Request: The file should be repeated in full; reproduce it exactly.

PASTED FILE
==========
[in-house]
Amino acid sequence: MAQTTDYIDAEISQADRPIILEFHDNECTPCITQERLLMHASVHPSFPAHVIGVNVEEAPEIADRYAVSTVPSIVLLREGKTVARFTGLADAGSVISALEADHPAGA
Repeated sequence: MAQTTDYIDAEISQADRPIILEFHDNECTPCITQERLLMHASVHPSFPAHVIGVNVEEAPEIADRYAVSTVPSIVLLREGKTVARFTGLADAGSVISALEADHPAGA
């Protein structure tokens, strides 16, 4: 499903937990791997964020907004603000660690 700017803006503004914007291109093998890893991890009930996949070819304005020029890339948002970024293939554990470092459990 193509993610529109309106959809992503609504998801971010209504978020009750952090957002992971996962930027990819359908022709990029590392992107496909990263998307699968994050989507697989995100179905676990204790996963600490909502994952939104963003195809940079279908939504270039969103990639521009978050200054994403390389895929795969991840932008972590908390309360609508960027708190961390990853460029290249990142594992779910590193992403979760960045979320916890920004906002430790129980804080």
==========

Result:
[in-house]
Amino acid sequence: MAQTTDYIDAEISQADRPIILEFHDNECTPCITQERLLMHASVHPSFPAHVIGVNVEEAPEIADRYAVSTVPSIVLLREGKTVARFTGLADAGSVISALEADHPAGA
Repeated sequence: MAQTTDYIDAEISQADRPIILEFHDNECTPCITQERLLMHASVHPSFPAHVIGVNVEEAPEIADRYAVSTVPSIVLLREGKTVARFTGLADAGSVISALEADHPAGA
């Protein structure tokens, strides 16, 4: 499903937990791997964020907004603000660690 700017803006503004914007291109093998890893991890009930996949070819304005020029890339948002970024293939554990470092459990 193509993610529109309106959809992503609504998801971010209504978020009750952090957002992971996962930027990819359908022709990029590392992107496909990263998307699968994050989507697989995100179905676990204790996963600490909502994952939104963003195809940079279908939504270039969103990639521009978050200054994403390389895929795969991840932008972590908390309360609508960027708190961390990853460029290249990142594992779910590193992403979760960045979320916890920004906002430790129980804080």